Backing up MySQL data


Author: Tom Adelstein and Bill Lubanovic

Backing up files and directories is relatively easy; databases, however, have some special quirks that you need to address. Our examples use MySQL, but the same principles apply to PostgreSQL and other relational databases.

This article is excerpted from O’Reilly’s recently published book Linux System Administration.

If your MySQL server does not need to be available 24×7, a fast and easy offline raw backup method is:

  1. Stop the MySQL server:

    # /etc/init.d/mysqld stop
  2. Copy MySQL’s data files and directories. For example, if your MySQL data directory is /var/lib/mysql and you want to save it to /tmp/mysql-backup:

    # cp -r /var/lib/mysql /tmp/mysql-backup

    Instead of cp, you can use rsync, tar, gzip, or other commands.

  3. Start the server again:

    # /etc/init.d/mysqld start

Online backups are trickier. If you have mutually independent MyISAM tables (no foreign keys or transactions), you could lock each one in turn, copy its files, and unlock it. But you may have InnoDB tables, or someone could write a transaction involving multiple tables. Fortunately there are several reasonable noncommercial solutions, including mysqlhotcopy, mysqlsnapshot, replication, and mysqldump.

mysqlhotcopy is a Perl script that does online raw backups of ISAM or MyISAM tables. The manpage includes many options, but here’s how to back up a single database named drupal:

# mysqlhotcopy -u user -p password drupal /tmp
Locked 57 tables in 0 seconds.
Flushed tables ('drupal'.'access', 'drupal'.'accesslog', 'drupal'.'aggregator_
category', 'drupal'.'aggregator_category_feed', 'drupal'.'aggregator_category_item',
'drupal'.'aggregator_feed', 'drupal'.'aggregator_item', 'drupal'.'authmap', 'drupal'.
'blocks', 'drupal'.'book', 'drupal'.'boxes', 'drupal'.'cache', 'drupal'.'client',
'drupal'.'client_system', 'drupal'.'comments', 'drupal'.'contact', 'drupal'.'file_
revisions', 'drupal'.'files', 'drupal'.'filter_formats', 'drupal'.'filters',
'drupal'.'flood', 'drupal'.'forum', 'drupal'.'history', 'drupal'.'locales_meta',
'drupal'.'locales_source', 'drupal'.'locales_target', 'drupal'.'menu', 'drupal'.
'node', 'drupal'.'node_access', 'drupal'.'node_comment_statistics', 'drupal'.'node_
counter', 'drupal'.'node_revisions', 'drupal'.'permission', 'drupal'.'poll',
'drupal'.'poll_choices', 'drupal'.'poll_votes', 'drupal'.'profile_fields', 'drupal'.
'profile_values', 'drupal'.'role', 'drupal'.'search_dataset', 'drupal'.'search_
index', 'drupal'.'search_total', 'drupal'.'sequences', 'drupal'.'sessions', 'drupal'.
'system', 'drupal'.'term_data', 'drupal'.'term_hierarchy', 'drupal'.'term_node',
'drupal'.'term_relation', 'drupal'.'term_synonym', 'drupal'.'url_alias', 'drupal'.
'users', 'drupal'.'users_roles', 'drupal'.'variable', 'drupal'.'vocabulary',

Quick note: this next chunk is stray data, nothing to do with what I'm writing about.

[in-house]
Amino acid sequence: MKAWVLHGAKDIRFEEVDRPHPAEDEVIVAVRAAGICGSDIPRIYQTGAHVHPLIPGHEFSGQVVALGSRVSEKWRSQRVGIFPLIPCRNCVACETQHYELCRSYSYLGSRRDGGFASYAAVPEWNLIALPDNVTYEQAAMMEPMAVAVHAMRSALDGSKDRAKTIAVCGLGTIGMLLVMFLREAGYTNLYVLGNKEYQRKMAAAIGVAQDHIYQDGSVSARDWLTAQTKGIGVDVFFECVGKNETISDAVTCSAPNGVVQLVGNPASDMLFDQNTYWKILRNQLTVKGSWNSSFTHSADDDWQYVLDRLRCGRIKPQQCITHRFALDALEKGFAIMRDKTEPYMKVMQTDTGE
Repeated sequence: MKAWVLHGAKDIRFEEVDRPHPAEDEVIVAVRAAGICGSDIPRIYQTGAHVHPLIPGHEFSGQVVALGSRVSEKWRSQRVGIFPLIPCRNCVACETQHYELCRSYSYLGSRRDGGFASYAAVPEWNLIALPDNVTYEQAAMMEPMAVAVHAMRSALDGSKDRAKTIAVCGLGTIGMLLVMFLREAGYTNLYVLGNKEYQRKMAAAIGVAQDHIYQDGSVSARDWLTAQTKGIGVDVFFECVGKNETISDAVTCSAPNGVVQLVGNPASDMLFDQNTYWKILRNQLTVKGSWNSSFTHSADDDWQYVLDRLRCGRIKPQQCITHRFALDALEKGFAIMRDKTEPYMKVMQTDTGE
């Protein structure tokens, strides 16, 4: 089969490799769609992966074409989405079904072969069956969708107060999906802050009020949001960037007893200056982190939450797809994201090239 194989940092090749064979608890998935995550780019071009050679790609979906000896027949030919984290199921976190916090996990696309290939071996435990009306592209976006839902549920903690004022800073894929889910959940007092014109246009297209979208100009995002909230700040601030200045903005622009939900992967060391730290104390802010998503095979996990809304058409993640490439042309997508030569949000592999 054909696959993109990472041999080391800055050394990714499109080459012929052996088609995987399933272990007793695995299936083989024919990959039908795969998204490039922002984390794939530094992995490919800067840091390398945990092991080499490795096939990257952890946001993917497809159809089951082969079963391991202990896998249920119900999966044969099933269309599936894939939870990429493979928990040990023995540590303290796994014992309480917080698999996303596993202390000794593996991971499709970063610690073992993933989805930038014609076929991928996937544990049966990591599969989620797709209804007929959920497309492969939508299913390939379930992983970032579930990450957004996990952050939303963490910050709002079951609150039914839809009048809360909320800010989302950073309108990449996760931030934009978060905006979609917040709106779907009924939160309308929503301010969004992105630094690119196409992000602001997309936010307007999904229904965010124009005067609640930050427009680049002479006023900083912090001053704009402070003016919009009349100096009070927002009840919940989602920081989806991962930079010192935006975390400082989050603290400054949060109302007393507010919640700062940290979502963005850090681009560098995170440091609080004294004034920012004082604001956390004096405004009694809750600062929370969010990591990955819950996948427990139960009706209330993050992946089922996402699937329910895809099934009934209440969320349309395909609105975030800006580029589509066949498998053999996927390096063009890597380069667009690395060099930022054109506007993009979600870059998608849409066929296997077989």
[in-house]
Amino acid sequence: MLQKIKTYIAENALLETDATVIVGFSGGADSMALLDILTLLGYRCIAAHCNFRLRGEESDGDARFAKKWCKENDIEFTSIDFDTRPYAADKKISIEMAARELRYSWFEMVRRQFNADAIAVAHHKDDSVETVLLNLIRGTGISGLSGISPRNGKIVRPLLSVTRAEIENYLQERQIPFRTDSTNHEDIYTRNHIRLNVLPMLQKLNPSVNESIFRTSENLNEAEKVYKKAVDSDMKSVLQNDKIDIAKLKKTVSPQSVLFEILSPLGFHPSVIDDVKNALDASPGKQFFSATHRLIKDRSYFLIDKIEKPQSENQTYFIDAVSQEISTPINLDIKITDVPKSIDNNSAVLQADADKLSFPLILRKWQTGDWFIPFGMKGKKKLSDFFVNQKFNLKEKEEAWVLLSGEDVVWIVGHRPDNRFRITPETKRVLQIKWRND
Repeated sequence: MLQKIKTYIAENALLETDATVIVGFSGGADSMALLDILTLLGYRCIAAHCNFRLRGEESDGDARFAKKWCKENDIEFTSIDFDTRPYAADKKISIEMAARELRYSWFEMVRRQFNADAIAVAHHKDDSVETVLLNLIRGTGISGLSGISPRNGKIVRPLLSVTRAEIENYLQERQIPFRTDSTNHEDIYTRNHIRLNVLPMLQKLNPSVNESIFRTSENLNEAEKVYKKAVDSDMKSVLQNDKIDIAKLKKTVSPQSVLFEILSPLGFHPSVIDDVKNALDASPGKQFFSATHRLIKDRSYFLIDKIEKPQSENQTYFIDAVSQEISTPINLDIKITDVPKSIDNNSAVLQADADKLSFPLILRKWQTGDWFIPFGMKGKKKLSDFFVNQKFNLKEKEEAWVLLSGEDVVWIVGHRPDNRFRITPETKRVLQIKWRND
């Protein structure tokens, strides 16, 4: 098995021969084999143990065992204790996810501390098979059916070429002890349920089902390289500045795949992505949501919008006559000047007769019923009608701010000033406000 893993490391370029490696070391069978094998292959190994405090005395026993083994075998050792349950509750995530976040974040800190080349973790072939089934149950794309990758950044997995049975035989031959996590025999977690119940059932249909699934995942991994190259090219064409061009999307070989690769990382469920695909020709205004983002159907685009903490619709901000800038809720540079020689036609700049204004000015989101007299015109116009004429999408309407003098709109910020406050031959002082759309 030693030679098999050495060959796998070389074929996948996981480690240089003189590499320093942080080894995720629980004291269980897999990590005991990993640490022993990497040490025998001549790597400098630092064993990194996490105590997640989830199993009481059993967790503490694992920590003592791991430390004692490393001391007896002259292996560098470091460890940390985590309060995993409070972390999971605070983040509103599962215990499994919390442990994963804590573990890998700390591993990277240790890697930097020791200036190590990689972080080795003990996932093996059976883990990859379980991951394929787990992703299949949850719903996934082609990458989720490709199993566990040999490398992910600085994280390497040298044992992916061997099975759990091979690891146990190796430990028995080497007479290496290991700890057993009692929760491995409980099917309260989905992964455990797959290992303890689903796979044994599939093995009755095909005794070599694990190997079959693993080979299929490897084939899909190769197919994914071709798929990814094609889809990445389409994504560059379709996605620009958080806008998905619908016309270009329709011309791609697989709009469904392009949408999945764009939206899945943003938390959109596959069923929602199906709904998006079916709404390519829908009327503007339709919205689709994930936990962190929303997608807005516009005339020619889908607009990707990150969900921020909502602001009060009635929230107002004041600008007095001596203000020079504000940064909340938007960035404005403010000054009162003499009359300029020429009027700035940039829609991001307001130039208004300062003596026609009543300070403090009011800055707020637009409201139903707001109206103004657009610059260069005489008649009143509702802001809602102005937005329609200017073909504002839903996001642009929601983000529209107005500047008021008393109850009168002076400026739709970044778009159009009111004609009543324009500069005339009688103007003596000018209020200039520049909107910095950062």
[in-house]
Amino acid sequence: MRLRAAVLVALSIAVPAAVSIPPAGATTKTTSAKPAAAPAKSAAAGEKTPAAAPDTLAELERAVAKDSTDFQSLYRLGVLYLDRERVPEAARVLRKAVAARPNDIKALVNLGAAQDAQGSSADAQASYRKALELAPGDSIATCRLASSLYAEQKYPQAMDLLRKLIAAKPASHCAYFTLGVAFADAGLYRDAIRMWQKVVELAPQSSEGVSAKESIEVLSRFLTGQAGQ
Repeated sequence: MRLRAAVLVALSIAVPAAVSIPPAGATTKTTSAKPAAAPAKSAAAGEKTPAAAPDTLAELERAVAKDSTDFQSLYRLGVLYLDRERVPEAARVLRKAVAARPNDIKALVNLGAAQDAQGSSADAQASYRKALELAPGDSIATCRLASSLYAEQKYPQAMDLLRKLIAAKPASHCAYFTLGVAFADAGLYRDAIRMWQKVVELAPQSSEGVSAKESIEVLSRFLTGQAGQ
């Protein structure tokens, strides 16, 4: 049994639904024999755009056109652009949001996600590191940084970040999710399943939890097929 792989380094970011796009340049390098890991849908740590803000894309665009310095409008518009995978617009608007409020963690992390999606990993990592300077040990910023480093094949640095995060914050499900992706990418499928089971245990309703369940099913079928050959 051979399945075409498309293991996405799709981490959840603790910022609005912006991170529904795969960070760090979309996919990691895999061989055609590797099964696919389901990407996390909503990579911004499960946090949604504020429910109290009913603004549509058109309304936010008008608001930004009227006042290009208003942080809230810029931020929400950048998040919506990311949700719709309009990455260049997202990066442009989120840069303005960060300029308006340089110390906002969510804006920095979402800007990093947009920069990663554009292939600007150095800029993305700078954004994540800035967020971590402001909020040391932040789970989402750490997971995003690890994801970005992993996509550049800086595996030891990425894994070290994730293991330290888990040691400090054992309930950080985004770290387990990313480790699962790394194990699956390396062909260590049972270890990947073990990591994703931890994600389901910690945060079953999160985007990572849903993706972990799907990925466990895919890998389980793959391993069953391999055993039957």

'drupal'.'vocabulary_node_types', 'drupal'.'watchdog') in 0 seconds.
Copying 171 files...
Copying indices for 0 files...
Unlocked tables.
mysqlhotcopy copied 57 tables (171 files) in 1 second (1 seconds overall).

mysqlsnapshot is even easier. It backs up all the ISAM or MyISAM tables on your server to one tar file per database:

# ./mysqlsnapshot -u user -p password -s /tmp --split -n
checking for binary logging... ok
backing up db drupal... done
backing up db mysql... done
backing up db test... done
snapshot completed in /tmp

If you’ve set up MySQL replication for 24×7 availability, you can back up from a slave server using one of the methods just decribed. You’ll also need to save replication info (logs, configuration files, and so on).

For extra protection from hardware corruption (but not human error), set up replication and provide your slave (and/or master) with RAID 1 (mirrored) disks.

Many MySQL sites migrate data from MyISAM to InnoDB tables to get true database transactions and better write performance. The authors of the InnoDB module have a commercial product for online InnoDB backups named InnoDB Hot Backup.

The last method is usually the first mentioned in most documentation: mysqldump. Rather than a raw (verbatim) copy, mysqldump produces an ASCII dump of the specified databases and tables. It works with all MySQL table types, including InnoDB. It’s relatively slow, and the text files it produces are large, although they compress fairly well. It’s useful to create these dumps from time to time, because they contain a straightforward script for recreating your databases and tables from scratch. You can use editors, grep, and other text tools to search through or modify the dump files.

To lock all of your tables and dump them to a single file, enter:

# mysqldump -u user -ppassword -x --all-databases > /tmp/mysql.dump

You can pipe the output through gzip to save some time and space:

# mysqldump -u user -ppassword -x --all-databases | gzip > /

A new open source tool (free download, pay for support) called Zmanda Recovery Manager for MySQL provides a useful front end to many of these alternatives. Notable features:

  • Has a command-line interface.

  • Backs up local databases, or remote databases over SSL.

  • Emails the status of the backup procedure.

  • Handles all table types, including InnoDB.

  • Does not provide any new backup methods. Instead, it chooses among mysqldump, mysqlhotcopy, MySQL replication, or LVM snapshots.

  • Supports recovery to a particular transaction or point in time.

Zmanda provides .tar.gz and .rpm files for many Linux distributions. For an installation how-to for Debian, see HowtoForge.